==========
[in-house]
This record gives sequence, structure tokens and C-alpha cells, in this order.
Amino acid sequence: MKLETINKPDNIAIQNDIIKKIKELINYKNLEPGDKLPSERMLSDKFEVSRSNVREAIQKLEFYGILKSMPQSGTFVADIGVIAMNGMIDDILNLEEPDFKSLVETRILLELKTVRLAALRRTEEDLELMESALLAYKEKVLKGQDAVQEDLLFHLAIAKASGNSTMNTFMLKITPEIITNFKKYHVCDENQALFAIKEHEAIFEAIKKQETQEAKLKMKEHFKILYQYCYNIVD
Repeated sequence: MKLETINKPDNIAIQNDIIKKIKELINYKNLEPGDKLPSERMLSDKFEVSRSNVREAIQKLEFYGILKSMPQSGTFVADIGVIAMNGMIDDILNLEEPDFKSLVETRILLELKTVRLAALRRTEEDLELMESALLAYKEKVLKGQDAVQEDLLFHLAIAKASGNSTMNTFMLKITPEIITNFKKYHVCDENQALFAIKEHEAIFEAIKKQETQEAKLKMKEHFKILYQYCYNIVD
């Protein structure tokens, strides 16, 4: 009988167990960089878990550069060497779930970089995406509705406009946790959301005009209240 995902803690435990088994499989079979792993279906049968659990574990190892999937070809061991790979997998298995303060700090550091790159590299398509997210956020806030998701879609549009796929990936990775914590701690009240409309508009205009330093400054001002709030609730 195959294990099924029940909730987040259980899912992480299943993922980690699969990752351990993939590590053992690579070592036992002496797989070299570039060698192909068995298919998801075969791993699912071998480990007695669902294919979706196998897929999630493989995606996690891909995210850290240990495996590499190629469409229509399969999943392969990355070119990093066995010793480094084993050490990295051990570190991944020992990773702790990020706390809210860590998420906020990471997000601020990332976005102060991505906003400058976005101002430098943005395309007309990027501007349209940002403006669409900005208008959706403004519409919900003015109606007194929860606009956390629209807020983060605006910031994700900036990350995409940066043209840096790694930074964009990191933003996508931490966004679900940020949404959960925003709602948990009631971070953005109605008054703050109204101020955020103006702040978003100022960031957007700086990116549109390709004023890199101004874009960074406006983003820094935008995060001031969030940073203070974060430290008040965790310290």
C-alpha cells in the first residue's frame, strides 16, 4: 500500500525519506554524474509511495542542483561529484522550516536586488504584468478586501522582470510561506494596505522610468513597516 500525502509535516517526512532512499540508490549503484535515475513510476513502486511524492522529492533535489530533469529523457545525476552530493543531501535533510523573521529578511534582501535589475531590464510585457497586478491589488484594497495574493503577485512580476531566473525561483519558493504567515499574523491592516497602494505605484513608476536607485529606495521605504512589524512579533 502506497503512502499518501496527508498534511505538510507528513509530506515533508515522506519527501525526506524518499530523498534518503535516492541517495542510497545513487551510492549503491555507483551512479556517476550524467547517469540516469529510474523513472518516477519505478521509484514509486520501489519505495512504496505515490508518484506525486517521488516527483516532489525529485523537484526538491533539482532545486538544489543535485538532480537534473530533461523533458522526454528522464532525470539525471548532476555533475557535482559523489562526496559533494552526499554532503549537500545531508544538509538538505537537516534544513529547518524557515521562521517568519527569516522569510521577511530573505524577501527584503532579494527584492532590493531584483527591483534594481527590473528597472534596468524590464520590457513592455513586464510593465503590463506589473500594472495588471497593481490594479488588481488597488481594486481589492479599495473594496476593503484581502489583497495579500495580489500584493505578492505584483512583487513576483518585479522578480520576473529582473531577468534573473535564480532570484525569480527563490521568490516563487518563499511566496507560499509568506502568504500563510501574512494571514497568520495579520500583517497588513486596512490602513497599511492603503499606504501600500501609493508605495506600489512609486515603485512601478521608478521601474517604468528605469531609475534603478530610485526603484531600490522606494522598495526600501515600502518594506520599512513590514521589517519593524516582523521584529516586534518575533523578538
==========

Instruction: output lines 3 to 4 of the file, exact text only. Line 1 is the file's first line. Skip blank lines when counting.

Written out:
Amino acid sequence: MKLETINKPDNIAIQNDIIKKIKELINYKNLEPGDKLPSERMLSDKFEVSRSNVREAIQKLEFYGILKSMPQSGTFVADIGVIAMNGMIDDILNLEEPDFKSLVETRILLELKTVRLAALRRTEEDLELMESALLAYKEKVLKGQDAVQEDLLFHLAIAKASGNSTMNTFMLKITPEIITNFKKYHVCDENQALFAIKEHEAIFEAIKKQETQEAKLKMKEHFKILYQYCYNIVD
Repeated sequence: MKLETINKPDNIAIQNDIIKKIKELINYKNLEPGDKLPSERMLSDKFEVSRSNVREAIQKLEFYGILKSMPQSGTFVADIGVIAMNGMIDDILNLEEPDFKSLVETRILLELKTVRLAALRRTEEDLELMESALLAYKEKVLKGQDAVQEDLLFHLAIAKASGNSTMNTFMLKITPEIITNFKKYHVCDENQALFAIKEHEAIFEAIKKQETQEAKLKMKEHFKILYQYCYNIVD